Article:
Climate change and global insecurity


Americans endure one myth upon another. These rumors always promote business — somebody’s business – and/or government.

For more than 40 years we have heard at one time or another about the coming “global ice age,” the “ozone scare,” “global warming,” and now “climate change.”

The world thrives on these rumors. People seem to love them. Few inquire as to who might profit from rumors. Of course, we never know the whole truth until later.

What happened to some of the above rumors? Well, the “global ice age” turned into “global warming” which became “climate change” which produced a push for carbon taxes and a required purchase of “carbon credits” to be “sold” by “energy conscious” multinational corporations. Carbon credits are possibly greater fictions than the U.S. dollar.

The ozone scare seemed to have benefited DuPont. DuPont’s Freon patent was up, so the “bad effects” of Freon on the ozone spontaneously appeared. Freon was, of course, replaced with a new product patented by, guess who? DuPont!

But the global warming/climate change scaremongers seem to never quit; no matter how flat their predictions of global calamity fall.

This week we learned from a Council on Foreign Relations-connected think tank called the American Security Project that climate change is not a partisan issue (not sure who thought it was); it’s a national and global security issue.

The gist of ASP’s message — presented in a report from Nevada Public Radio made as ASP members toured two Nevada Air Force bases and spread their propaganda gave a talk  — is that climate change is a threat to national security and global security because it is one of several factors leading to displacement of people. When communities run out of water or can’t grow food or they are flooded out of their homes because of climate change, ASP says, people become displaced refugees. Displaced refugees destabilize the communities they move to, leading to personal insecurity which becomes global insecurity, which leads to required military involvement.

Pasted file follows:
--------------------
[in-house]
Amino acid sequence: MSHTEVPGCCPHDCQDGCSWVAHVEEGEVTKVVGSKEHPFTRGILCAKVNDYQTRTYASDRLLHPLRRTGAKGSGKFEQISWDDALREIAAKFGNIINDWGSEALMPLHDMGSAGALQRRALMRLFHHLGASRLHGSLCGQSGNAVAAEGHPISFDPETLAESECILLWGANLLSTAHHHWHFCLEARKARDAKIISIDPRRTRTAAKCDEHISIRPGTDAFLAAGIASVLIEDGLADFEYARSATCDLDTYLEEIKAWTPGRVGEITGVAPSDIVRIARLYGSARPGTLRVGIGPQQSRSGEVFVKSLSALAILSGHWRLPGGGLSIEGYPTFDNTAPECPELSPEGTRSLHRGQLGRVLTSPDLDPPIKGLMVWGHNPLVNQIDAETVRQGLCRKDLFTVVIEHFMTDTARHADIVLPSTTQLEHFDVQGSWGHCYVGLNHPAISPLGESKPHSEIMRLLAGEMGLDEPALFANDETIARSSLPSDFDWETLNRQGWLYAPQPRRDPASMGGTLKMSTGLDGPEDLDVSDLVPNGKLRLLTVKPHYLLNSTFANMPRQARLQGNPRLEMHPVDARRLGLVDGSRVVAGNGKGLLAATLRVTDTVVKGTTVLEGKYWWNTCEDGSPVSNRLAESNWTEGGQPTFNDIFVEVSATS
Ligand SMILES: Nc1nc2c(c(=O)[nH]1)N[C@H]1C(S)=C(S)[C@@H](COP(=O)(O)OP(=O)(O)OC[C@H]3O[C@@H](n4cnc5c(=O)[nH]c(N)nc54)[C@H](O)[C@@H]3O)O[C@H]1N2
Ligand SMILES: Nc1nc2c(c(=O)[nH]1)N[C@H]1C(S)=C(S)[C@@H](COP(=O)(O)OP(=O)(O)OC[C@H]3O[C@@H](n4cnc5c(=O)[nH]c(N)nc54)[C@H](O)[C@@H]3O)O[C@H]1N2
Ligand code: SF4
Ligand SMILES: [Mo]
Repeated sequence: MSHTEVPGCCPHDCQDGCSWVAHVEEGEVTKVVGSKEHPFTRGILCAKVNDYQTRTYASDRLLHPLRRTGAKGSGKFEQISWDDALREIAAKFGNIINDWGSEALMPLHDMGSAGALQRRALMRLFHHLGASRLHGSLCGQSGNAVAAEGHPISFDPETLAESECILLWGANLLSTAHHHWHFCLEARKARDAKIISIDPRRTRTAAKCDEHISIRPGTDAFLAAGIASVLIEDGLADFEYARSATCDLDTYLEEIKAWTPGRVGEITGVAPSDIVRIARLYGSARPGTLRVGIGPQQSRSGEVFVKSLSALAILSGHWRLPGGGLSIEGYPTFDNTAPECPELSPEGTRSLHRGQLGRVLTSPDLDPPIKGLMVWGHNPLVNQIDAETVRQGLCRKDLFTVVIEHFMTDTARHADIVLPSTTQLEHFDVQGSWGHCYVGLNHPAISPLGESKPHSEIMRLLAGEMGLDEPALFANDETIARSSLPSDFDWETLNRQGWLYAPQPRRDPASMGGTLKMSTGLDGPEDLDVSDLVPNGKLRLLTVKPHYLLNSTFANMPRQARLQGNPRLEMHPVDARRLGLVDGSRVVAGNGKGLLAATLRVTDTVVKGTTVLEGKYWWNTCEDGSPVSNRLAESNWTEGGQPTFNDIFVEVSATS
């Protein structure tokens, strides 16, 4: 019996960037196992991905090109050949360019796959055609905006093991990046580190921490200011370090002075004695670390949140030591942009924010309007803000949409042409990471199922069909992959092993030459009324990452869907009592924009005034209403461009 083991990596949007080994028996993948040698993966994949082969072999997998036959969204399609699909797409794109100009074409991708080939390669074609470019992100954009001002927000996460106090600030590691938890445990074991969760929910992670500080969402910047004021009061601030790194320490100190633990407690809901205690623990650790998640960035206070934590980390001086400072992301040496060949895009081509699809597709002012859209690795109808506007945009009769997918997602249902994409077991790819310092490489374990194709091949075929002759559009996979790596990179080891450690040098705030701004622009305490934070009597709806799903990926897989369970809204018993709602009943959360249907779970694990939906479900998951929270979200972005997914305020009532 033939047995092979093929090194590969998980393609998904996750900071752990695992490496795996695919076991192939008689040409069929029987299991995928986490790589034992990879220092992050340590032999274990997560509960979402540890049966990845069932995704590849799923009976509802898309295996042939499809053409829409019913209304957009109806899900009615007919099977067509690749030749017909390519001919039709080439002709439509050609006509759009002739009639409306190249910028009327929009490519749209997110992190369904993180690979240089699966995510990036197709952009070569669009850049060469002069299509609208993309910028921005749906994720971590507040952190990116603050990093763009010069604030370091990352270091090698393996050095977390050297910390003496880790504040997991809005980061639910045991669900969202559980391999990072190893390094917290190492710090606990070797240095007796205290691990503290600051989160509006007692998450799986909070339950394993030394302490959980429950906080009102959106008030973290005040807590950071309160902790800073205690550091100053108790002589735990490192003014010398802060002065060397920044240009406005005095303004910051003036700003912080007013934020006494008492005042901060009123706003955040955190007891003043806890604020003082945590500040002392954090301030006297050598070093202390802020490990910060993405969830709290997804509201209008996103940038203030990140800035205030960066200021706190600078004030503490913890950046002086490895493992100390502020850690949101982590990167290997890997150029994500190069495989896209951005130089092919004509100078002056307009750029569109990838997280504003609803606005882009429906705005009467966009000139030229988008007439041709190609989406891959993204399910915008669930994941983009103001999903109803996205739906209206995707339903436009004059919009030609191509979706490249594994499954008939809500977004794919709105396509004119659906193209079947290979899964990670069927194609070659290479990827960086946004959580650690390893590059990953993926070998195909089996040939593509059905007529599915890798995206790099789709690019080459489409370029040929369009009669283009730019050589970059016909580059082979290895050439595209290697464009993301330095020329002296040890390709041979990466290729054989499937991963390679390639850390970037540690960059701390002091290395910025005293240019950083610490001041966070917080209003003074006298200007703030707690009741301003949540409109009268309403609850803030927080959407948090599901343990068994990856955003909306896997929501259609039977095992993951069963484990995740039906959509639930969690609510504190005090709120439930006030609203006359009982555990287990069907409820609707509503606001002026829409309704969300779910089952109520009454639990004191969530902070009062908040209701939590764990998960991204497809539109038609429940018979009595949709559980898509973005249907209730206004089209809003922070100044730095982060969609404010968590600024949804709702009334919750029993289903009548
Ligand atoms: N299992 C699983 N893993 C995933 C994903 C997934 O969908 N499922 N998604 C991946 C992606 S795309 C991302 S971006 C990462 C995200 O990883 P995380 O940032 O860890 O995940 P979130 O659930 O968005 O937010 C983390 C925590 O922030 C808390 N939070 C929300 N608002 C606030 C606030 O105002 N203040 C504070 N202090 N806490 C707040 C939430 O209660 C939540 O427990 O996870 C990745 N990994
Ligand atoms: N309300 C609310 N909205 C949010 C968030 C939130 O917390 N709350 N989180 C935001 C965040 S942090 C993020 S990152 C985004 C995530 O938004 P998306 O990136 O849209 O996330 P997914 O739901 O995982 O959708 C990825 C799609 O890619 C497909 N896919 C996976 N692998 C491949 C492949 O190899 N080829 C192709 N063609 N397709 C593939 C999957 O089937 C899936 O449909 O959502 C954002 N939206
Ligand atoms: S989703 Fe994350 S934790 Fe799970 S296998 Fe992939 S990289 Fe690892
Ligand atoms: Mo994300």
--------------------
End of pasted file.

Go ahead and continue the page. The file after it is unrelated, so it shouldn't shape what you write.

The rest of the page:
ASP is headed by retired Marine Brigadier General Stephen A. Cheney (CFR member) who, among other jobs, once served as assistant to then Secretaries of Defense (later VP) Dick Cheney (who oversaw the displacement and deaths of millions of Iraqis) and Les Aspin (who oversaw the displacement and deaths of some 2.3 million people in Bosnia-Herzogovenia). The organization is described in media reports as “a group of former military people, current military leaders, government officials and academics who are warning about the intersection of issues such as climate, energy, and space with U.S. national security.” And their view is shared by President Donald Trump’s Secretary of Defense James Mattis.

In an op-ed published at on November 28, 2014, Cheney (the ASP head, not the former SecDef and VP) and one of his lackeys at ASP wrote:

The U.S. Department of Defense reminds us that climate change poses immediate risks to our national security. Our military bases are vulnerable and will require expensive investments to simply stay above water. Our homeland security is directly threatened by extreme weather events. And, climate change will act as a “threat multiplier” that increases the risks of conflict around the world.

While no war is caused by temperature increases alone, the effects of climate change – drought, sea level rise, or extreme weather events – will amplify already existing threats like hunger, poverty, refugee migration, and resource conflicts. The American military will be called to intervene, even as we react to impacts at home, and that means that we must prepare.